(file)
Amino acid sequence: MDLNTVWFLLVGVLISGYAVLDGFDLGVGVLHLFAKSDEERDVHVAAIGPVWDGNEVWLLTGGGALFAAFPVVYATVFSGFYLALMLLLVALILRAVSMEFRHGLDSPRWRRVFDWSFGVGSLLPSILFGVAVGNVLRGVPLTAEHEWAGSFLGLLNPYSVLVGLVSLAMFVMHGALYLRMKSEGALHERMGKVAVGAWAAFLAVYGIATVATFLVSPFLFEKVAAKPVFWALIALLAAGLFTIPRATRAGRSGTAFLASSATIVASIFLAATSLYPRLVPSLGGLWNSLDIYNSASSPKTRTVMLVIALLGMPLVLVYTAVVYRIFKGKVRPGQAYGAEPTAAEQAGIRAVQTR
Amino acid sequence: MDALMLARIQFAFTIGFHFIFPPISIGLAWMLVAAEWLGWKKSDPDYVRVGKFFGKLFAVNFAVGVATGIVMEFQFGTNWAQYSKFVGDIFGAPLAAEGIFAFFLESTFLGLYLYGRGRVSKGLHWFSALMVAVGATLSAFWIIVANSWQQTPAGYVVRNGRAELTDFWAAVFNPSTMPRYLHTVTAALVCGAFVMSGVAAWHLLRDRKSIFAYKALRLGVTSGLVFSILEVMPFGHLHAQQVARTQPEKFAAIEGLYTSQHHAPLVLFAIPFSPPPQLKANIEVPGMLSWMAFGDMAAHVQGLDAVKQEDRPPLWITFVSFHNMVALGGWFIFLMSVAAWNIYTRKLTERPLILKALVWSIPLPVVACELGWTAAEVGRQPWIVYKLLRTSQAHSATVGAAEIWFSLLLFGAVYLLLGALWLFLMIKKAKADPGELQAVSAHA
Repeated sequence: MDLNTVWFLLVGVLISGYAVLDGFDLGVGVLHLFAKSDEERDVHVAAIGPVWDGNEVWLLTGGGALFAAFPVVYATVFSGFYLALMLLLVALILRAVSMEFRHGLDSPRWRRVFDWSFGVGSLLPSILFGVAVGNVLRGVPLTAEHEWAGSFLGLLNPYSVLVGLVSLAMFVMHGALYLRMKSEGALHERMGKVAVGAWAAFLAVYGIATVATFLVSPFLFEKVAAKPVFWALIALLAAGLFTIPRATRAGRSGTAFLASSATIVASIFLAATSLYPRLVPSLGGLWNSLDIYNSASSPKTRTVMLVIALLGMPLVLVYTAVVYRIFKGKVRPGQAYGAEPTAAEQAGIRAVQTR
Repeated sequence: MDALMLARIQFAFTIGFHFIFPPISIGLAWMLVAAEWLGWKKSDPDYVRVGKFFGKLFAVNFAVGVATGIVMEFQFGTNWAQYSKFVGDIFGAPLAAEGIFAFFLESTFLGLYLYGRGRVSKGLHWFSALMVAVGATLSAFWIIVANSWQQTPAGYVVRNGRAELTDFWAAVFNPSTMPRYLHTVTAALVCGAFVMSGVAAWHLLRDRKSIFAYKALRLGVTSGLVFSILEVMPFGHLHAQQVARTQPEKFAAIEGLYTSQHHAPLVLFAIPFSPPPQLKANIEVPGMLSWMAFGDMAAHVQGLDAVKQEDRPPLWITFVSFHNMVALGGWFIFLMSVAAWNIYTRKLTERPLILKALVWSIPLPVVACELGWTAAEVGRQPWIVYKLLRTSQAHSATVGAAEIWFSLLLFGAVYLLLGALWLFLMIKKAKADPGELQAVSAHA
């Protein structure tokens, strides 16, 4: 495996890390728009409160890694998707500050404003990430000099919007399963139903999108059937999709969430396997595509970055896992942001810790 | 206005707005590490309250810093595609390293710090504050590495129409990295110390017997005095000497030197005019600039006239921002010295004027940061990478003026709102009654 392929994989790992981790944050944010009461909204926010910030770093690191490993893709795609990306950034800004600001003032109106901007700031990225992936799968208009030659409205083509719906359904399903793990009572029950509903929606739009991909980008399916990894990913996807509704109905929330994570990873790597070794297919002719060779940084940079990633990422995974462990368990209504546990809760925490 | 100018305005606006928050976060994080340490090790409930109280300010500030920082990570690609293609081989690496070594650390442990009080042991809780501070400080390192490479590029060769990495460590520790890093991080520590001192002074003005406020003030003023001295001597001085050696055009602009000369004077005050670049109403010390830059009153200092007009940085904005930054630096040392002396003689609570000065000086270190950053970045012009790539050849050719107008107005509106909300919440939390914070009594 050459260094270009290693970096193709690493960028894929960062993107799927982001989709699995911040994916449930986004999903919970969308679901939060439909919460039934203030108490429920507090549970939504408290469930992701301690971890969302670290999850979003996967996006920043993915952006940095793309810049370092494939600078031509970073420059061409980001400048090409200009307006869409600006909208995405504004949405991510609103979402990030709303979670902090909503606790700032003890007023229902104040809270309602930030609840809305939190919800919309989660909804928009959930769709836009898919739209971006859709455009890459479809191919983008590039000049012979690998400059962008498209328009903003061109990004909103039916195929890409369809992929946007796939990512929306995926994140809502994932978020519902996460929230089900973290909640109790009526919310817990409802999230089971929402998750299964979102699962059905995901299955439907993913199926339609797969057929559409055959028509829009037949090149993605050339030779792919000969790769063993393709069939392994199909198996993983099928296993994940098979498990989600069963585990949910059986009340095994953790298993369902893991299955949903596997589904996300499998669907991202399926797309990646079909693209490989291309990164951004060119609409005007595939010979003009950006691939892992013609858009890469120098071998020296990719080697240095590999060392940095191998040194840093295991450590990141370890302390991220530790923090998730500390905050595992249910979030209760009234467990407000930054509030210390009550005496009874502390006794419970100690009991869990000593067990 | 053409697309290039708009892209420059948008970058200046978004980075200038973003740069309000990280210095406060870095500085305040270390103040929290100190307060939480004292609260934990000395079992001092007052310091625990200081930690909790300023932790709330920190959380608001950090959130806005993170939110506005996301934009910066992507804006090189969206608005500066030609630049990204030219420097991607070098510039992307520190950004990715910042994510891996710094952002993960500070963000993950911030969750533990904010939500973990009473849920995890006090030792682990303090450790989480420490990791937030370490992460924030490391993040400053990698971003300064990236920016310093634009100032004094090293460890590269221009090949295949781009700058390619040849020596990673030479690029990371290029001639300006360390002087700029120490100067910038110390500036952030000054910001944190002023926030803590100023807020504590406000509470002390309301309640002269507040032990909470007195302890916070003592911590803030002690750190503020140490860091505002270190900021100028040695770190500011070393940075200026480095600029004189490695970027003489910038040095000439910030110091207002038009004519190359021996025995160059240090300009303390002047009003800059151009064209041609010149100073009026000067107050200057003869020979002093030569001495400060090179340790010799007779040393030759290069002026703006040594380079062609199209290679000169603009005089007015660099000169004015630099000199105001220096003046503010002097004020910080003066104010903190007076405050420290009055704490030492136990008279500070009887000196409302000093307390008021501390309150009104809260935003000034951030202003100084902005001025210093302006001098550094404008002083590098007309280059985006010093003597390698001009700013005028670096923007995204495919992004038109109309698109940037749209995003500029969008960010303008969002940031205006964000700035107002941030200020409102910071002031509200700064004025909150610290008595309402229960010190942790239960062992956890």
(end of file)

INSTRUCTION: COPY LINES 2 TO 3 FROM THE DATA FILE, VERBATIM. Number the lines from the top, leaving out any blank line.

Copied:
Amino acid sequence: MDALMLARIQFAFTIGFHFIFPPISIGLAWMLVAAEWLGWKKSDPDYVRVGKFFGKLFAVNFAVGVATGIVMEFQFGTNWAQYSKFVGDIFGAPLAAEGIFAFFLESTFLGLYLYGRGRVSKGLHWFSALMVAVGATLSAFWIIVANSWQQTPAGYVVRNGRAELTDFWAAVFNPSTMPRYLHTVTAALVCGAFVMSGVAAWHLLRDRKSIFAYKALRLGVTSGLVFSILEVMPFGHLHAQQVARTQPEKFAAIEGLYTSQHHAPLVLFAIPFSPPPQLKANIEVPGMLSWMAFGDMAAHVQGLDAVKQEDRPPLWITFVSFHNMVALGGWFIFLMSVAAWNIYTRKLTERPLILKALVWSIPLPVVACELGWTAAEVGRQPWIVYKLLRTSQAHSATVGAAEIWFSLLLFGAVYLLLGALWLFLMIKKAKADPGELQAVSAHA
Repeated sequence: MDLNTVWFLLVGVLISGYAVLDGFDLGVGVLHLFAKSDEERDVHVAAIGPVWDGNEVWLLTGGGALFAAFPVVYATVFSGFYLALMLLLVALILRAVSMEFRHGLDSPRWRRVFDWSFGVGSLLPSILFGVAVGNVLRGVPLTAEHEWAGSFLGLLNPYSVLVGLVSLAMFVMHGALYLRMKSEGALHERMGKVAVGAWAAFLAVYGIATVATFLVSPFLFEKVAAKPVFWALIALLAAGLFTIPRATRAGRSGTAFLASSATIVASIFLAATSLYPRLVPSLGGLWNSLDIYNSASSPKTRTVMLVIALLGMPLVLVYTAVVYRIFKGKVRPGQAYGAEPTAAEQAGIRAVQTR